A bill that will make it easier for foreign-born entrepreneurs to build start-ups in the US has been introduced in the House of Representatives.

Congresswoman Zoe Lofgren of California introduced H.R. 4681 or the Let Immigrants Kickstart Employment (LIKE) Act on July 26. The Startup Visa bill aims to encourage immigrant founders to develop their venture-backed start-ups in the United States. Part of the bill will create a temporary visa for start-up founders and offer a path to permanent residency “if the start-up entity meets certain growth-related benchmarks.”

Lofgren is the chair of the House Subcommittee on Immigration and Citizenship.

The venture capital industry has called for the establishment of a start-up visa in a bid to entice foreign-born founders to move to the US. Currently, immigrant entrepreneurs can apply for temporary parole status under the International Entrepreneur Rule (IER) or other visa categories that are not limited to founders.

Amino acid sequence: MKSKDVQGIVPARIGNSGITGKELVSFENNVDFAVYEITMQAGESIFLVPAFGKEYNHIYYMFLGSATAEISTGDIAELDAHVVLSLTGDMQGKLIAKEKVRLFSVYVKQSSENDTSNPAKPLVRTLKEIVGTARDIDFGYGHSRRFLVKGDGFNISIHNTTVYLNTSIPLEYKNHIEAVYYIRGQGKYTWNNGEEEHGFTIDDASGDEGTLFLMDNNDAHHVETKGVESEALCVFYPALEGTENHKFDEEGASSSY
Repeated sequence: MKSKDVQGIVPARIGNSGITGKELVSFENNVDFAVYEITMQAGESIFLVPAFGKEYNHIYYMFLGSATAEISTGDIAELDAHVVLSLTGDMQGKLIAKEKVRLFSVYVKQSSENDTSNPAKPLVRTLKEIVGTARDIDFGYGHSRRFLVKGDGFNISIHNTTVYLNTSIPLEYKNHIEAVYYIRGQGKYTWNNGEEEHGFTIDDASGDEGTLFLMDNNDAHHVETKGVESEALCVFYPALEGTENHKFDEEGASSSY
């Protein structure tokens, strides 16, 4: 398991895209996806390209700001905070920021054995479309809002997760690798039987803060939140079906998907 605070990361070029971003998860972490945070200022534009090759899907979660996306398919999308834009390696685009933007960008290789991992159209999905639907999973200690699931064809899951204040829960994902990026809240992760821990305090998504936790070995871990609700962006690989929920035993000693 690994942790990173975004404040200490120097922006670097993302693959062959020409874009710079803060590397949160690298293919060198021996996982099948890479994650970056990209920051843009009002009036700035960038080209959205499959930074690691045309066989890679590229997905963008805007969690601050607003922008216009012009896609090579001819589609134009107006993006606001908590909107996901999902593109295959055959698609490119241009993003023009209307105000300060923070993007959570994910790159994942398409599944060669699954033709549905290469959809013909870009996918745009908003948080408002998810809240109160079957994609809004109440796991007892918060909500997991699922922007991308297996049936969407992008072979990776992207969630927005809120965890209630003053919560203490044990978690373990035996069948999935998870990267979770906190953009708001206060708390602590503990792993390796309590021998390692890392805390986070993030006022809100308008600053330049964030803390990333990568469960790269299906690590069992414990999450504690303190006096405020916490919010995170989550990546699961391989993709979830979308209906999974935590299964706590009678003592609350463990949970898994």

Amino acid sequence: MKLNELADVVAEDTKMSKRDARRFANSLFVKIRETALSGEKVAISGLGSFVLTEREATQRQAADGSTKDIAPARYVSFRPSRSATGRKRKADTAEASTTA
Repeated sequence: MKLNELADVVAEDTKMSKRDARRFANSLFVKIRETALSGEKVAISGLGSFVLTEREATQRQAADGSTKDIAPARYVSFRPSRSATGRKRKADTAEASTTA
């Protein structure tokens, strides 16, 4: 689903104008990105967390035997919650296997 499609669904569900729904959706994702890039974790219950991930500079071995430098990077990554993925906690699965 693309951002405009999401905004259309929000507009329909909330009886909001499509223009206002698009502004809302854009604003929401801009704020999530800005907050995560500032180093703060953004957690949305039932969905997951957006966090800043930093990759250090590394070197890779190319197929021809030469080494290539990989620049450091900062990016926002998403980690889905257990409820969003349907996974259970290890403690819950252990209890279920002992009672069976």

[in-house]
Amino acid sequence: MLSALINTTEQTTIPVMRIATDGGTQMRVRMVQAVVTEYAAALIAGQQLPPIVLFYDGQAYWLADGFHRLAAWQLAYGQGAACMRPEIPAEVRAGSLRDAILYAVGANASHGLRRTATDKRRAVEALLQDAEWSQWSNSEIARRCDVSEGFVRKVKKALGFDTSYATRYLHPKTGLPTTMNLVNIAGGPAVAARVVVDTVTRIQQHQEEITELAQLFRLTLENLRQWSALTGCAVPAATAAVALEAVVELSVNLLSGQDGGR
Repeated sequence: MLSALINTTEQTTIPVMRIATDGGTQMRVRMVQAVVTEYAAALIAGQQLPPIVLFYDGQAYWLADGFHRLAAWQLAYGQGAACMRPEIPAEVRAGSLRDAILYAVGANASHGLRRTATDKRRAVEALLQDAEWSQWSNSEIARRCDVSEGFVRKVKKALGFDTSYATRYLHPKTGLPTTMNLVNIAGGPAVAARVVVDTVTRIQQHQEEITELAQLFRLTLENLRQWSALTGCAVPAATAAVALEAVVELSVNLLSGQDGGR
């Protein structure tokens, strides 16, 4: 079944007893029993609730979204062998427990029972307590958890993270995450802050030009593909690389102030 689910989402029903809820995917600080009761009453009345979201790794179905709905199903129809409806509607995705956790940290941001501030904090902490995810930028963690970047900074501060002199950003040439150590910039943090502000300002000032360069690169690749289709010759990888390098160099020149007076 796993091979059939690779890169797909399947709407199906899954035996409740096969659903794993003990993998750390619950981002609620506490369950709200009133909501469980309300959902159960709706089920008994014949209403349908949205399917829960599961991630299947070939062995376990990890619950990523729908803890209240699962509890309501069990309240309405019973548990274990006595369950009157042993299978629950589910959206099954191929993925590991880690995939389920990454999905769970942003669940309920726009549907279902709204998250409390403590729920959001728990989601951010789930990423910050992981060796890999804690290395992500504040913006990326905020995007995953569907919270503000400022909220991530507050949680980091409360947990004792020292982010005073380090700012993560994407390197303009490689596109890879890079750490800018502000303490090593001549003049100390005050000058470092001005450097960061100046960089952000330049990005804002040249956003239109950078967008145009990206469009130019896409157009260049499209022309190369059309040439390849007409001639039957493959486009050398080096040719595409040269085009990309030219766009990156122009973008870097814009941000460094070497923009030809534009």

Bobby Franklin, president and chief executive officer of the National Venture Capital Association (NVCA), welcomed the introduction of the LIKE bill, saying it would ignite job creation and support the American economy.

“Making America the world’s best place to start a new business is a win for job creation, economic growth, innovation and US global competitiveness. Immigrant founders have built some of the most iconic American companies, including Moderna and Pfizer that have delivered lifesaving covid-19 vaccines to the American people,” Franklin said.

The NVCA sued the government in 2017 for delays in implementing the IER and has called on the government to make it easier for foreign-born founders to move to the US to compete against other countries.

Under the LIKE Act, qualified individuals can obtain a three-year visa. If the start-up meets growth-related benchmarks such as job creation and revenue generation, the founder can extend their visa or apply for permanent residency.